Recently, the researcher observed that this school sometimes assigns students for “Tugas Besar”. It refers to the project in which the students should complete the assignment in a period of time. The researcher concluded this tugas besar is more like project work that is related to project assessment.

In order to investigate other assessment of language learning, the researcher believes that a research is worth conducting to observe how the other assessment applied and what is the students’ perception about the project work that they work on in this assessment. The researcher is interested in investigating and exploring this assessment in the afforedmention school under the title An Exploration on Project Assessment of Students’ Productive Skills (A Study of First Grade Students of Senior High School).



  1. Problem Statement

As mentioned, an assessment has got to a continuous process going on at a different level. Unfortunately, some assessments often do not feed back into the learning and teaching process because those assessments are expressed by a grade. Project assessment has several steps to do by the students and an investigation can be conducted related to these steps. How it runs, how it functions and how it gives the feedback to the students. Related to these research problems, the researcher formulates the research questions based on the three aspects mentioned above. They can be seen as follows:

  1. How do the teachers manage the assessment?

  2. What is the students’ perception to project work?



  1. Objective of the Research

Based on the research problems above, the researcher formulates the objectives of the research as follows:

  1. Explaining the process of project assessment.

  2. Finding out the students’ perception to project work.



  1. Significance of the Research

The findings of this research are expected to be theoretically and practically beneficial contributor to the field of foreign language assessment. Theoretically, the findings of this research are expected to give reference to the teachers, educational practitioners, students and other stakeholders in educational field about project assessment. On the other hand, practically, this research can give a contribution to the assessment of teaching and learning English as a foreign language in Indonesia. It helps the teachers to assess the students not only from the cognitive aspect, but also other aspects of learning.


  1. Scope of the Research

The focus of this research is language testing related to project assessment. This assessment assesses the productive skills which focuses on speaking ability. The other focus of this research is students’ perception to the application of this assessment.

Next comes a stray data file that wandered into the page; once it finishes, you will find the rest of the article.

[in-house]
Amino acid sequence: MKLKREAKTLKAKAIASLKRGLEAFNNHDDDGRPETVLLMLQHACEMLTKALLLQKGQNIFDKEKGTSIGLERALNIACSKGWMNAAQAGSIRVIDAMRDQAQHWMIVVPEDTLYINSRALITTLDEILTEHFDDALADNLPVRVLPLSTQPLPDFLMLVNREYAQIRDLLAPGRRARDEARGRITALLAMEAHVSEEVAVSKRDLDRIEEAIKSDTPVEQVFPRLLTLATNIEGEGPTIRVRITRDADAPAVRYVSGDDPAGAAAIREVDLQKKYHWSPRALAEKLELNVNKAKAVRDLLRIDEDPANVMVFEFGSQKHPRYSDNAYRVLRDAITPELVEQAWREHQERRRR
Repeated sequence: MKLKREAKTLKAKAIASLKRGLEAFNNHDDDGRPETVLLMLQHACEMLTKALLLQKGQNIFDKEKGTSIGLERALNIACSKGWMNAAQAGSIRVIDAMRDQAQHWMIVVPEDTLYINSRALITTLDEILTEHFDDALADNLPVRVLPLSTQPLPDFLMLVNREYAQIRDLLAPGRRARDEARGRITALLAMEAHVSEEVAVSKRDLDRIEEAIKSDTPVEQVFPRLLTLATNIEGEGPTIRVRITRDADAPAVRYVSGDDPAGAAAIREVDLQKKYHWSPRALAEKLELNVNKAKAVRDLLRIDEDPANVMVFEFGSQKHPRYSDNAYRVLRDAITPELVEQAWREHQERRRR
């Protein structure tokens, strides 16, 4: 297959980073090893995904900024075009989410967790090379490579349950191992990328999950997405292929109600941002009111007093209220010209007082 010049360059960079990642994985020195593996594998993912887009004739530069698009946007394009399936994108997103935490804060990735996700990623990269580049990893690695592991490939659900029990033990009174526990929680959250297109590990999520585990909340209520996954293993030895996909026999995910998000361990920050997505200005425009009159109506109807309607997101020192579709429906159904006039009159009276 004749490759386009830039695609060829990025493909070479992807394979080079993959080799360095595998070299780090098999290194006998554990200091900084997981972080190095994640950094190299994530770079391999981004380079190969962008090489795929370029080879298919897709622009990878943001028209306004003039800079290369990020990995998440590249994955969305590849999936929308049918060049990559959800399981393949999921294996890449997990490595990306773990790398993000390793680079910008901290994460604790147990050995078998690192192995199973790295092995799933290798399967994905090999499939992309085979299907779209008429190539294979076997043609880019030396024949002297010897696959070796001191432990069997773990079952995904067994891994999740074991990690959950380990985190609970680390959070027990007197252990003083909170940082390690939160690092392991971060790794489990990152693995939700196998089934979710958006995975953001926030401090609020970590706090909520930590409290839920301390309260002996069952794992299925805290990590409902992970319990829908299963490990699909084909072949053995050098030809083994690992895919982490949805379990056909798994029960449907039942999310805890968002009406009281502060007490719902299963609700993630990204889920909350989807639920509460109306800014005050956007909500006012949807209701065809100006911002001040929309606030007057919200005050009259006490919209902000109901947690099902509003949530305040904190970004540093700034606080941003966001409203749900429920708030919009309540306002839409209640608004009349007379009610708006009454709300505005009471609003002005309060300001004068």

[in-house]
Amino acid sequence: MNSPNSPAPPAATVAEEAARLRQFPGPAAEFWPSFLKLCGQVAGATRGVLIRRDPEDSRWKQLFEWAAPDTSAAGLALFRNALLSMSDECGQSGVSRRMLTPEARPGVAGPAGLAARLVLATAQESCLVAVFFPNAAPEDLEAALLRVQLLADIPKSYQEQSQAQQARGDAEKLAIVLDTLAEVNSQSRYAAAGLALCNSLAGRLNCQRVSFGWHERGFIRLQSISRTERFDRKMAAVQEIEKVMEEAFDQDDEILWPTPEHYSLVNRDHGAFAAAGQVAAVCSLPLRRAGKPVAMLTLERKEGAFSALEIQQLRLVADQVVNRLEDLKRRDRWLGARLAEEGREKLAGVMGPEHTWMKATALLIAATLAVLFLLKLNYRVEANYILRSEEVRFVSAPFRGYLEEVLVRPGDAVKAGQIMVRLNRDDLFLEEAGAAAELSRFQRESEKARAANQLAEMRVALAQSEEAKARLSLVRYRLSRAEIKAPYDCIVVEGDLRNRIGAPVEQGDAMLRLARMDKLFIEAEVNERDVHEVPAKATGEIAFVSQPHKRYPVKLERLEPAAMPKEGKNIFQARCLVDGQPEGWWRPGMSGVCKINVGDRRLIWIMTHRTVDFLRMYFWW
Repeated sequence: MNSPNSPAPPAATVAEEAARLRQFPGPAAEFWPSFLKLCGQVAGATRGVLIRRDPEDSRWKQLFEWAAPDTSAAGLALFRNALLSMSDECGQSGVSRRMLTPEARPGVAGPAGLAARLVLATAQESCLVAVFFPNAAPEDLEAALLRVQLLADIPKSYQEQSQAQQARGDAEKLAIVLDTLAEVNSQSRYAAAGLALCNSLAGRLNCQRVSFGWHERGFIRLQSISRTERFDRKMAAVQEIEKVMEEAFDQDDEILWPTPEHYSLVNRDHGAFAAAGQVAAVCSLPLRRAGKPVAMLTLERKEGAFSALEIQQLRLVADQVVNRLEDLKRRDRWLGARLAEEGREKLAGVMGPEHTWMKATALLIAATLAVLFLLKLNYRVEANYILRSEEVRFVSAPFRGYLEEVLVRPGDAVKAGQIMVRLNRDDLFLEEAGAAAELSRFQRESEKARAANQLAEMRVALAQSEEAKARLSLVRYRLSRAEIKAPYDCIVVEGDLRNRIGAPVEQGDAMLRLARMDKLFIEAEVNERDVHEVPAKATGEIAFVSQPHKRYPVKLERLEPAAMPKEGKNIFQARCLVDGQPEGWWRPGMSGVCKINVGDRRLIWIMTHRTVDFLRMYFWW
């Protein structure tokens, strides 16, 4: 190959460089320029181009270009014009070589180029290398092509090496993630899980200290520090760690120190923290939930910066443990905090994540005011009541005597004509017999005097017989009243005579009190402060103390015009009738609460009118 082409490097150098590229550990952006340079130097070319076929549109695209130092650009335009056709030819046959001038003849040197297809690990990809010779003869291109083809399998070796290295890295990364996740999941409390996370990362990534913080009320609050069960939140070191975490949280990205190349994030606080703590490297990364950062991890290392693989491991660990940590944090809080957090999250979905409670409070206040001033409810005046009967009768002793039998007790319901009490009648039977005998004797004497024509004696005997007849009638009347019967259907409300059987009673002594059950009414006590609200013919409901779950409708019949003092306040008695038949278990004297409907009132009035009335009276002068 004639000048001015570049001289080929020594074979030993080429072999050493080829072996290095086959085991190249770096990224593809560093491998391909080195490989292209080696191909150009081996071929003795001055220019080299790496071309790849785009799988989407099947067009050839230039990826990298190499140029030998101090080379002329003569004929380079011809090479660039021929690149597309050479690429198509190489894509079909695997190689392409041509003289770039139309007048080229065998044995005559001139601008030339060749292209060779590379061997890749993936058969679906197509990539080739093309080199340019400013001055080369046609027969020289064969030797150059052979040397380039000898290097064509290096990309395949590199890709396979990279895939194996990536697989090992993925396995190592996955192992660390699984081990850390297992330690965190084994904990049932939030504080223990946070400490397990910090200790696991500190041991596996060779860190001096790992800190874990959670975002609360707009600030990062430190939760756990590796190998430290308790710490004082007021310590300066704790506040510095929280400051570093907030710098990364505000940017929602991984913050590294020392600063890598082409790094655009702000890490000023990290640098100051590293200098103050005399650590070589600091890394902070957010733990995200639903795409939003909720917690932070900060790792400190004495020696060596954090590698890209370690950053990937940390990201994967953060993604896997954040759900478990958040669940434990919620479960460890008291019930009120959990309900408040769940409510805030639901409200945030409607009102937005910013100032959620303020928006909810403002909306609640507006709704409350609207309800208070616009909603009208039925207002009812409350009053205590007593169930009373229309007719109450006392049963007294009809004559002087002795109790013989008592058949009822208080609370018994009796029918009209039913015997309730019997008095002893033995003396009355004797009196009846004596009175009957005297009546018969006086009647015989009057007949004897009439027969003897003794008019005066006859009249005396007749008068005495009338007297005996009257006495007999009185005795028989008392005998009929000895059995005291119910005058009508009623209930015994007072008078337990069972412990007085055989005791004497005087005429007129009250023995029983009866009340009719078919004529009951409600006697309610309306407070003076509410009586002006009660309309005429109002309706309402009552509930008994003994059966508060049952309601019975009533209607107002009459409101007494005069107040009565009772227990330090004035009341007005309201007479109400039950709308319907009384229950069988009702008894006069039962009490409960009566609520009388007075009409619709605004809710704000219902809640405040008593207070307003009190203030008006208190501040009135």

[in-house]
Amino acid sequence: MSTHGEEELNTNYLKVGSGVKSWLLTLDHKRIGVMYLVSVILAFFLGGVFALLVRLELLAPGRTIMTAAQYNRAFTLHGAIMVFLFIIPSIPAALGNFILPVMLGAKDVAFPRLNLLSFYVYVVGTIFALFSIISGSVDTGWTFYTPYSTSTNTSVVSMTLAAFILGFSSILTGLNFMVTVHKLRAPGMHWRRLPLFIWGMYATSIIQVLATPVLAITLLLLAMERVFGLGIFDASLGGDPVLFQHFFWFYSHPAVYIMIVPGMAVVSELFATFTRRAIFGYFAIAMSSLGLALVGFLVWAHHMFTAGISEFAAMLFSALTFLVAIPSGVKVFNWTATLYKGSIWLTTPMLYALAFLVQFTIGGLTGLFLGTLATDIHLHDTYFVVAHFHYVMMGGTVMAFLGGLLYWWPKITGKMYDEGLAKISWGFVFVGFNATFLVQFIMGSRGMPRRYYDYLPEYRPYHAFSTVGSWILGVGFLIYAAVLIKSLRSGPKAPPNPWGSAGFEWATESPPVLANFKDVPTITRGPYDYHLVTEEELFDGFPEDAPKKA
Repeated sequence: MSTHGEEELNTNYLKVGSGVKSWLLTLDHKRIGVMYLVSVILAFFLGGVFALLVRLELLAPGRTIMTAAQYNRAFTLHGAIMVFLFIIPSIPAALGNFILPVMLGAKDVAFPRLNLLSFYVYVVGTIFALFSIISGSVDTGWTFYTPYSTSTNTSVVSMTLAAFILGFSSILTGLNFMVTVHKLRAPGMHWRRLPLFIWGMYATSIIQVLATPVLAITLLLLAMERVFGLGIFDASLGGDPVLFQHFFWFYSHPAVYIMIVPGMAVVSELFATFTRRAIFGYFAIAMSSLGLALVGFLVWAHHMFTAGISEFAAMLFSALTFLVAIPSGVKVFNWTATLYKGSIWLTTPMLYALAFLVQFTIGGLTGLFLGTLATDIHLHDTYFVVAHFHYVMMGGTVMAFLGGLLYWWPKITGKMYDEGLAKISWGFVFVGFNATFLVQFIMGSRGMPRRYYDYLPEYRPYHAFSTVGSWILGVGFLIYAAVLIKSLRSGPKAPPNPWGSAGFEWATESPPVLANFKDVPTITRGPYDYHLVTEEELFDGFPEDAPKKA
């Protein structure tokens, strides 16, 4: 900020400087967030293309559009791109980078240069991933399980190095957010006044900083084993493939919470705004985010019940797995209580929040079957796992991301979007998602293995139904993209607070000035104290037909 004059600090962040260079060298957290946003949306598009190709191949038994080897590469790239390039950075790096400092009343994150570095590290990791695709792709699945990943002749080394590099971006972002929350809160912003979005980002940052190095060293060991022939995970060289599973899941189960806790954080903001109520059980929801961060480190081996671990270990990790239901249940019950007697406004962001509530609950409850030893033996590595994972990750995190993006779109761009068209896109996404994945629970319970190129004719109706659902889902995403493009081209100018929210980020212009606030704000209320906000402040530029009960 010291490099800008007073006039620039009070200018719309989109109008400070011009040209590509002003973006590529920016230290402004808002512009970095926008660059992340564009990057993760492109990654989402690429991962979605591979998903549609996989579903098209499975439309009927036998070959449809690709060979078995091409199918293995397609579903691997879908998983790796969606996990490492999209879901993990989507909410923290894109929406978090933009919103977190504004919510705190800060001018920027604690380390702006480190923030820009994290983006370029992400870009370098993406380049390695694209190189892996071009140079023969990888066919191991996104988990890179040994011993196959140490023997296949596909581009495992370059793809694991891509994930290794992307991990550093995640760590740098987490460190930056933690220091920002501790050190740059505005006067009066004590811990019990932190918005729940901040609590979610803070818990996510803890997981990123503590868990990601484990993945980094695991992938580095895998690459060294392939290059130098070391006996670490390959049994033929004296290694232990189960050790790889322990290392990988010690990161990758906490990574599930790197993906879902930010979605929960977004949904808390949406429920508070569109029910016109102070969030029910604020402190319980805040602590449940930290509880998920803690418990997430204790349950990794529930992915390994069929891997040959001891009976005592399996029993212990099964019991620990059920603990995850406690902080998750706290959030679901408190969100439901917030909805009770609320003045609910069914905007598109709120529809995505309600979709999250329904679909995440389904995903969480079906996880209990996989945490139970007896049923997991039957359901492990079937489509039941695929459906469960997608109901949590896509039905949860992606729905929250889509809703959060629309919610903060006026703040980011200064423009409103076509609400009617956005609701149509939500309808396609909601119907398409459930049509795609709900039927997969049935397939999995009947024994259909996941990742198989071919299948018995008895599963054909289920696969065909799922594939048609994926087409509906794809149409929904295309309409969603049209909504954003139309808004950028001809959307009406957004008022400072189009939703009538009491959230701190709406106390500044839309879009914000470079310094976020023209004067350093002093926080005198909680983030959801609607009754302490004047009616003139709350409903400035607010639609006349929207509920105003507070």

CHAPTER II
REVIEW OF RELATED LITERATURE
This chapter deals with some previous pertinent ideas which included assessment, project assessment, productive skills and students’ perception.


  1. Review of Related Study

Arikunto (2013) described that some lessons can apply project assessment namely science and socials. This project would be better if it is applied to the students who are in the second or third grade in junior high school and the high school level. Arikunto (2013) gives some examples in his book. In science, students can investigate the advantage of the leaf of a particular plant to consume while in socials, teacher can assign students to investigate why villagers like to work together instead of working individually.

Nastu (2009) informed that students in a South Texas classroom had taken on the role of employees at Clean Water Tech, a fictional U.S. company that produces water filtration technology, and were poring over the economic indicators of various unnamed countries, trying to decide into which nation the company should expand. This activity is mentioned as project assessment as well in the field of technology.

The researcher notices from two aforementioned studies above that mostly project assessment is applied in the field of science, socials and technology. The researcher finds this study challenging because project assessment in this study is applied in language learning.


  1. Some Pertinent Ideas

  1. Evaluation

Tyler cited in Arikunto (2002) stated evaluation is a process of determining the extend to which the educational objectives are actually being achieved while Davis (2010) explained that evaluation answers the question “How?”. It answers the questions about how well the project or learning is working, how the person knows that value is/has being added, how valid the assessment measures are and how effective the intervention strategies are.

Evaluation can be associated with test or without test. Genesee and Upshur (1996) explored that evaluation with tests can be conducted in some ways namely testing, objectives-referenced testing, choosing and devising test task, assembling and scoring test, interpreting test scores, standardized tests and summary and integration. Some ways for evaluation without tests are observation in the classroom, portfolios and conferences, journals, questionnaire and interviews.